DEPRESSION:  Depression can be a  normal response to a life situation, such as a loss or set back.  Or it can be a response to hormones, such as during a woman’s menstrual cycle or menopause.  Lastly, it can be caused by a chemical imbalance in the brain.  The cause of the depression will dictate which type of treatment and interventions will work.

Here are some potential indicators of grief and/or depression:

Physical Responses: Crying, fatigue, aches and pains, increased sensitivity to stress and pain, forgetfulness, inability to focus, decreased appetite, lack of energy, decreased immunity, lack of pleasure, excessive sleeping, restlessness, stomach aches, digestive issues, loneliness, letting responsibilities slide, poor hygiene.

Thoughts about Self: I am hopeless.  I will never change.  I am alone.  Things will never get better.  I would be better off dead.  Others would be better off without me.

Thoughts about God:  God is punishing me.  God doesn’t care about how I feel.  God has abandoned me.

Our action/tendency/response: Slow down. Withdraw. Isolate.

Men and women tend to manage their emotions differently especially when it comes to grief and depression.  Here are some of the distinguishing factors  in how the expression of depression may differ between women vs. men:

  • Women feel anxious and scared; men feel guarded
  • Women blame themselves for the depression; men blame others
  • Women commonly feel sad, worthless, and apathetic when depressed; men tend to feel irritable and angry
  • Women are more likely to avoid conflicts when depressed; men are more likely to create conflicts
  • Women turn to food and friends to self-medicate; men turn to alcohol, TV, sex, or sports to self-medicate
  • Women feel lethargic and nervous; men feel agitated and restless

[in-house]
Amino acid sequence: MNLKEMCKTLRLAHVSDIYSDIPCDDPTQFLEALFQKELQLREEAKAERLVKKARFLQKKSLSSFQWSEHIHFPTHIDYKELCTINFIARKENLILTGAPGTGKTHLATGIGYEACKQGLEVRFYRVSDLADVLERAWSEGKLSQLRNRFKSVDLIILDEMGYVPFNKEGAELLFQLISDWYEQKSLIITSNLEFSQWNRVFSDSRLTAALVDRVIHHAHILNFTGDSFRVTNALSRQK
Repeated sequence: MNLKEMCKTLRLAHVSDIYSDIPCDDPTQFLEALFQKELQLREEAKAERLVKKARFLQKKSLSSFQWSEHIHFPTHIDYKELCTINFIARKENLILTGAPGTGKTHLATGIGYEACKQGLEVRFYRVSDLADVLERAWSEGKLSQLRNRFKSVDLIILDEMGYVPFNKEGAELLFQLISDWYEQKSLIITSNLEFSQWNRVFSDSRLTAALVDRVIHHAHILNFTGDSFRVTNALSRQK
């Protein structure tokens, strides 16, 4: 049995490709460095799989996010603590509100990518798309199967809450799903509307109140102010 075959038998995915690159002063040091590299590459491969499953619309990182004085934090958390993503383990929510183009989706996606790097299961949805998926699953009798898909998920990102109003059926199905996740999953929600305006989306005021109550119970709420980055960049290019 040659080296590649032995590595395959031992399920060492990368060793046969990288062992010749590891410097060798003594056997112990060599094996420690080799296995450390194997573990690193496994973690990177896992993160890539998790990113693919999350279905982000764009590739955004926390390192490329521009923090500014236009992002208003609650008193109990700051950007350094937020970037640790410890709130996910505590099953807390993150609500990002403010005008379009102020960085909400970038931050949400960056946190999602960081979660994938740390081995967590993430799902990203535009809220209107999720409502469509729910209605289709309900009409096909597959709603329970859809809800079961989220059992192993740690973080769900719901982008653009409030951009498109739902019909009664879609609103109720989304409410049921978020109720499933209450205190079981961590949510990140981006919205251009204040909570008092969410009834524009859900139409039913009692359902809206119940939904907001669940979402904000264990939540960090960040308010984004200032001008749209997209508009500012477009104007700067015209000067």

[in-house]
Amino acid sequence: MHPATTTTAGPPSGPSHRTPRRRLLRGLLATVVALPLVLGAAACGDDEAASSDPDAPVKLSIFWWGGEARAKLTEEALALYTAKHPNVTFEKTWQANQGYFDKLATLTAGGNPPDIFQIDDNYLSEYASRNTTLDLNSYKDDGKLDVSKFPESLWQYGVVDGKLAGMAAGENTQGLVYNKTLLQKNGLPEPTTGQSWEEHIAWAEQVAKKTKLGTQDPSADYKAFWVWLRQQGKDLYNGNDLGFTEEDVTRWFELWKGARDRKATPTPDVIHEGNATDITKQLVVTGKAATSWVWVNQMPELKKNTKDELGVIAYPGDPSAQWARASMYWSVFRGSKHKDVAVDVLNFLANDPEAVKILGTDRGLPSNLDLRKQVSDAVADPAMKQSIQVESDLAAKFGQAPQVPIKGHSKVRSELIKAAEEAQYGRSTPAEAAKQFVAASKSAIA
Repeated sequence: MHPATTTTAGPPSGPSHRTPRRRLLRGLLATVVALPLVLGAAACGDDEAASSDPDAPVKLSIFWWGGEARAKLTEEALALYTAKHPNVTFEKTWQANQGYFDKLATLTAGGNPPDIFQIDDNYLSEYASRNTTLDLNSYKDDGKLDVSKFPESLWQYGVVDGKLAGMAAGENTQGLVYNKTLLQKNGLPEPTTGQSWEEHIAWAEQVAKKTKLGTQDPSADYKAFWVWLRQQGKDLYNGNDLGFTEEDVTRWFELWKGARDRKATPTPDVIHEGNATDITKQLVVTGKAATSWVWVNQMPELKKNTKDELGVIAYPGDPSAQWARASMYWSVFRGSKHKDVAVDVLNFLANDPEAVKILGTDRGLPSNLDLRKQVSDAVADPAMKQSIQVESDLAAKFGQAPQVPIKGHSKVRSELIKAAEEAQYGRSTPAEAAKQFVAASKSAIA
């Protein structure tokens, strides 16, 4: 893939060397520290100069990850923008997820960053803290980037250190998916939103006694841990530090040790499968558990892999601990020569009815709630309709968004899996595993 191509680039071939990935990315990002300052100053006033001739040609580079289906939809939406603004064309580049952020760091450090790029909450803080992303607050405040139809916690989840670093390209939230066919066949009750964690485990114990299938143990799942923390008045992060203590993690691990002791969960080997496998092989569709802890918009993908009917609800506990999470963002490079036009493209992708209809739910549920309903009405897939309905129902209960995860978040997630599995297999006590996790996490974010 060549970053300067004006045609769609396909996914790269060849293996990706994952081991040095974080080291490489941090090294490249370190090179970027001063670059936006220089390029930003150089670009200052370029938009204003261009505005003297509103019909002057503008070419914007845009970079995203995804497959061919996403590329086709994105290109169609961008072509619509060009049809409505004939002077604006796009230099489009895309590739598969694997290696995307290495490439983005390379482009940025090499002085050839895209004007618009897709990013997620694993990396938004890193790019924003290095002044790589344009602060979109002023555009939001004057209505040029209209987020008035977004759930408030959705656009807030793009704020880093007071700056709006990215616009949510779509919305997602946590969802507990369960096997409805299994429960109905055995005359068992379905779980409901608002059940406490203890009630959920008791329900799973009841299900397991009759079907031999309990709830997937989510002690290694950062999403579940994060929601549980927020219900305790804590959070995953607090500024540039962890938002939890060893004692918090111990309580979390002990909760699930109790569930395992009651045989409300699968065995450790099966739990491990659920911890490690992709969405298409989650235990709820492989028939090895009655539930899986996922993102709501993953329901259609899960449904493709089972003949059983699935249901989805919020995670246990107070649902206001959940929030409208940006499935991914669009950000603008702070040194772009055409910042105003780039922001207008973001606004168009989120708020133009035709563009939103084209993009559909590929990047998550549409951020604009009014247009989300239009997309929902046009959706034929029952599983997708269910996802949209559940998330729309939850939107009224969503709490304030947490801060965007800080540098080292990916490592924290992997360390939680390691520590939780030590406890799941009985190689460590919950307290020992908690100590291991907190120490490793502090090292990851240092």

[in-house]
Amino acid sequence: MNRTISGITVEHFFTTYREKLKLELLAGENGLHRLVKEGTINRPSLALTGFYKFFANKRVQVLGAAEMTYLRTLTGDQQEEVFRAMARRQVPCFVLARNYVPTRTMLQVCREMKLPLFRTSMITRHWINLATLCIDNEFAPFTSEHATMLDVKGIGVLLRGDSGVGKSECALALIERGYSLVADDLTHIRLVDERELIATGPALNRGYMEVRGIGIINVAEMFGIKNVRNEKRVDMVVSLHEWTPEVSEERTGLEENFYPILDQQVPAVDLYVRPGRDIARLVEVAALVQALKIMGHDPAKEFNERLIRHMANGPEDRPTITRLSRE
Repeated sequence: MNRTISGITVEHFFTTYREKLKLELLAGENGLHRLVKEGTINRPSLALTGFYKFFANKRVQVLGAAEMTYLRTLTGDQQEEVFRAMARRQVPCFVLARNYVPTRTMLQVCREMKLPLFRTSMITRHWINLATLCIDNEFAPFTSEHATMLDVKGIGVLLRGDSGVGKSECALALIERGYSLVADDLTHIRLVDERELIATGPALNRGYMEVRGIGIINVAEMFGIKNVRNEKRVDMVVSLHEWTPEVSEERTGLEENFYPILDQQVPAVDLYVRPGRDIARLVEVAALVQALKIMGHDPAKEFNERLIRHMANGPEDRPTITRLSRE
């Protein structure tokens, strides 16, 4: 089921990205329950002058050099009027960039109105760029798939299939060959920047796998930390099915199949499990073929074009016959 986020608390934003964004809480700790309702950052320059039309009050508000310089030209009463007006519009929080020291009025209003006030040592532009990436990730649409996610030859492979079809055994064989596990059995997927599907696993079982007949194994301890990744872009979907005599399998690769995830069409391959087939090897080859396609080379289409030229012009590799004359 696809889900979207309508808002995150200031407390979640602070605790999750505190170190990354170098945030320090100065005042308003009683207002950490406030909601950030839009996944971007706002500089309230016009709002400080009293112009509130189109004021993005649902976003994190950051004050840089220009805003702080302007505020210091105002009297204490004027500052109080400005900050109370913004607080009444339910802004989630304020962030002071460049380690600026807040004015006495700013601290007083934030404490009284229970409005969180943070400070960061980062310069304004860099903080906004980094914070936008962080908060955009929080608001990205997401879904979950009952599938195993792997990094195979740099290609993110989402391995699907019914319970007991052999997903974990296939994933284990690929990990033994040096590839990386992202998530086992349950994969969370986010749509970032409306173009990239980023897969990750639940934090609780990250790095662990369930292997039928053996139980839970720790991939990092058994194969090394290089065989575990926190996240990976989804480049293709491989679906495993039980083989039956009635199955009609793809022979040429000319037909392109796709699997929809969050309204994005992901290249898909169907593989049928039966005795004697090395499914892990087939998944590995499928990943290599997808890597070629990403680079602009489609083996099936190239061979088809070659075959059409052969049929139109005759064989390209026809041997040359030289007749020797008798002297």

• Women easily talk about their feelings of self-doubt and despair; men hide feelings of self-doubt and despair-considering it a sign of weakness

*(https://www.psycom.net/depression.central.women.html)

Communication: There has been a loss. Things are not as they should be.

NEEDS. If there has been a loss of any type, big or small, there is a need to grieve and there will likely be some feeling of depression.   If the depression is stemming from a chemical or hormonal imbalance, medication may be needed.  It is always possible that working through the grieving process, in addition to lifestyle modifications and medication may be needed.

Reminder. While it would be great if you could just “cheer up and be happy” it doesn’t always work like that.   Changing the feelings associated with depression and grieving are a lot like trying to turn the Titanic around.  It’s a big job! A good place to begin, as you embark on the task of improving how you feel, is to take some control of your actions and thoughts.  This is where you have some power!  You have the right to all of your emotions.  Including your sadness, grief, and depression.  Honestly, sometimes it is healthy to sit with the sadness for a moment, to honor a memory, a loved one, or a dream.  Eventually, you will have a responsibility that will require you to move on and re-enter the world. At that point it is your responsibility to seek out whatever you need to improve those heavy emotions; it might be socialization, skills, lifestyle change, or medication.  Whatever it is you have a responsibility to get what you need to not be controlled by those emotions.  Remember, emotions are there to serve you, to help point out your needs, to allow you to have empathy for others.  They are not meant to crush or control you.

So, what can I do?

1.)  Here are some ideas if you are grieving a loss:  A.) Journal your loss, your feelings, and your process B.) Pray or meditate C.) Make a scrap book of memories D.) Visit with friends and family that love you, be open about what you are feeling and needing

2.)  Get a physical examination to determine if your depression has a physical cause such as a chemical or hormonal imbalance

3.) Get some physical exercise EVERY DAY!  Physical exercise releases the endorphins (dopamine, norepinephrine, and serotonin) in your brain which are natural mood regulators.  A daily dose of sunshine will increase those positive benefits.

4.)  Maintain a regular daily routine for meals and sleeping.   This will help restore balance to your system which will help regulate your emotions.

5.)  Be sure to create some small, measurable goals each day that you can achieve.  This will create a sense of accomplishment.